SEO Concepts

5 Must-Know SEO Concepts You Must Follow

Here are 5 key SEO ideas to master in 2021, ranging from Core Web Vitals to the Knowledge Graph, semantics, and entities.

Last year saw a stratospheric rise in the significance of SEO, with a renewed emphasis on providing the greatest possible user experience.

Staying on top of basic SEO ideas is crucial, from the rollout of mobile-first indexing to the forthcoming deployment of Google’s page experience upgrade and Core Web Vitals.

As we prepare for success in the rest of 2021, it’s crucial to comprehend these five key SEO ideas.

1.   Core Web Vitals

Google’s Page Experience and Core Web Vitals, which is set to launch in June this year, is something that both technical and non-technical SEO practitioners should be aware of right now.

Core Web Vitals are a new set of guidelines that Google will employ to determine if a website offers a positive user experience.

These are the metrics:

  • Largest Contentful Paint (LCP): Measures the speed at which a page’s main content is loaded. This should occur within 5 seconds of landing on a page.
  • First Input Delay (FID): Measures the speed at which users are able to interact with a page after landing on it. This should occur within 100 milliseconds.
  • Cumulative Layout Shift (CLS): Measures how often users experience unexpected layout shifts. Pages should maintain a CLS of less than 0.1.

To benefit from the related ranking signal, Google has specified that the minimal level for all Core Web Vitals must be satisfied.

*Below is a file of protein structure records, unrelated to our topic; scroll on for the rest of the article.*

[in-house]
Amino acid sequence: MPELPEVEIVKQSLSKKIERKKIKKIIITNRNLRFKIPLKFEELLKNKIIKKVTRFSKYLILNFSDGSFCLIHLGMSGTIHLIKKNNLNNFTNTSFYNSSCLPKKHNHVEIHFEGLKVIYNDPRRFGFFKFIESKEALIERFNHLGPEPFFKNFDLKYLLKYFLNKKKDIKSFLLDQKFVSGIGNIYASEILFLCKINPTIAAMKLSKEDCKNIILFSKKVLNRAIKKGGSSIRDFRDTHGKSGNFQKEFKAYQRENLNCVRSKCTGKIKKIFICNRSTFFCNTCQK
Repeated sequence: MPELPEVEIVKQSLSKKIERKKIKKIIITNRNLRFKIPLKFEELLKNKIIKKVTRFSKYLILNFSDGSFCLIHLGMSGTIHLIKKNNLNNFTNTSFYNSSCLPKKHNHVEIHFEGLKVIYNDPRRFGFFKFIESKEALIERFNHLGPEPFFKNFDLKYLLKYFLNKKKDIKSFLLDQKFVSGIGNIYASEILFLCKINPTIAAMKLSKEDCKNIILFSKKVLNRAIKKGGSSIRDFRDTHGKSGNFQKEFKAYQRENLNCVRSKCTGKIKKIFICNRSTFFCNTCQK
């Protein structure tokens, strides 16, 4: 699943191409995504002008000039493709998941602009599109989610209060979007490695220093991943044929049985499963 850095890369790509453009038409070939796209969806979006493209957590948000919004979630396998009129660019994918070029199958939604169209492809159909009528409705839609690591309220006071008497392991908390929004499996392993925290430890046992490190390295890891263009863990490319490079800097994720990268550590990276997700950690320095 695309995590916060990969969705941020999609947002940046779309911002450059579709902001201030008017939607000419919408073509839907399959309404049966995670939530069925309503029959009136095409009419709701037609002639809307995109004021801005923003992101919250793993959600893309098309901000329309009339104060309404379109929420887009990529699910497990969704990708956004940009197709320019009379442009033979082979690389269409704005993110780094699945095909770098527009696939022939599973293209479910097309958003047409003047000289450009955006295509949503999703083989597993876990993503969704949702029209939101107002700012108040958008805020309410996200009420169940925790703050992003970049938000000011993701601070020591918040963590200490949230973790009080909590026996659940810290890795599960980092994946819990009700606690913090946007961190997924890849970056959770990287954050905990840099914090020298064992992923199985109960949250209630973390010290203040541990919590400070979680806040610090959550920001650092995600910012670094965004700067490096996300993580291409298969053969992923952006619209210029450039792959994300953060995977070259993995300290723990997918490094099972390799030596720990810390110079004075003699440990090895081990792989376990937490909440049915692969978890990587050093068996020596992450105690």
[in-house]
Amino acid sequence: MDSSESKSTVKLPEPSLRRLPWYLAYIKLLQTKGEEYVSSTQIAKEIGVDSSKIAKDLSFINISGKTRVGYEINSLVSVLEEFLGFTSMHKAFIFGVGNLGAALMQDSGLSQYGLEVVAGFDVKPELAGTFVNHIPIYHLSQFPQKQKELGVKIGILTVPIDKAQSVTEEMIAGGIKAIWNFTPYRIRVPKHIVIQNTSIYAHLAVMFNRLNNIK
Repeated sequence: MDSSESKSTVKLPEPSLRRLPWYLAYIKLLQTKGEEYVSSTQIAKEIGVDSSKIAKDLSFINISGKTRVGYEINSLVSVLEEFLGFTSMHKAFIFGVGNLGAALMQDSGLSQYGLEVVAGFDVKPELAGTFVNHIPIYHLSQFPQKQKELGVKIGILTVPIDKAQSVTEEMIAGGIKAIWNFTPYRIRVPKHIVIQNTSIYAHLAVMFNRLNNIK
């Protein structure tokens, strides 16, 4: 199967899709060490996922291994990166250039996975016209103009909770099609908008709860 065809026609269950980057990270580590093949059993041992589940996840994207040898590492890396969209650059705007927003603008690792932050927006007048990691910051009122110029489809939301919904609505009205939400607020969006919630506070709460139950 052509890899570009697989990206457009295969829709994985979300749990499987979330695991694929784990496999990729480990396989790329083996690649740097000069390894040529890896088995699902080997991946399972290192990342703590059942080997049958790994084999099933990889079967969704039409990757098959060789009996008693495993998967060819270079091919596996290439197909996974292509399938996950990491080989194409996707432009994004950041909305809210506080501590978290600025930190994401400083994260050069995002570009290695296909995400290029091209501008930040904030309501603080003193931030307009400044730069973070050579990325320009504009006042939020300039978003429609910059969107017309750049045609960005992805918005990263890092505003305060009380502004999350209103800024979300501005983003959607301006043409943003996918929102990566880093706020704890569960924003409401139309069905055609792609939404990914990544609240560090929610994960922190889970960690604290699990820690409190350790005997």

The following are some crucial points to consider:

  1. The mobile experience.
  2. Image compression.
  3. Informational page content.
  4. Site speed and technical structure.

 2.   Mobile-First Indexing

Read more on Core Web Vitals below:

Google: Core Web Vitals Becoming Ranking Signals in May 2021

Research: Core Web Vitals Ranking Boost by Industry

Google On Expected Impact of Core Web Vitals Update

Late last year, Google stated that mobile-first indexing will be the new standard.

The age of mobile is come. This means that your ranking signals will now originate from your mobile site rather than your desktop site.

Mobile devices account for over 55 percent of all online traffic, and this number is anticipated to rise. What you might not realize is that having a mobile-friendly website is no longer enough; you must now be “mobile-first.”

To put it another way, it’s time to stop thinking about mobile as an afterthought to your desktop site and start putting mobile SEO first.

Here are some suggestions for improving your mobile SEO:

  • Take the Mobile-Friendly Test.
  • Fix broken links and incorrect redirects.
  • Compress any uncompressed images.
  • Remove unplayable content and blocked resources (e.g., JavaScript, CSS, specific images).
  • Eliminate intrusive pop-ups and interstitials.
  • Improve mobile usability (e.g., text size, viewport configuration, tap target size).
  • Run an audit of your mobile site to find any additional site elements (e.g., structured data, title tags) you can optimize for mobile.

3.   Machine Learning and Automation

Machine learning is currently a key component of search engine ranking algorithms, with Google naming RankBrain as their third most significant ranking signal in March 2016.

Semantic search and machine learning are closely connected topics. It allows search engines to make informed estimates about what ambiguous searches mean, resulting in improved overall search results.

RankBrain and other machine learning algorithms analyze user behavior in order to provide the best possible search results. Unfortunately, what works for one query may not work for another, making machine learning extremely difficult to optimize.

Maintaining robust resources that are optimized for search and user experience is the best approach.

Machine learning and automation, in addition to Google’s algorithms, are becoming a strong combo for SEOs, providing real-time information and automating repetitive activities.

This can range from: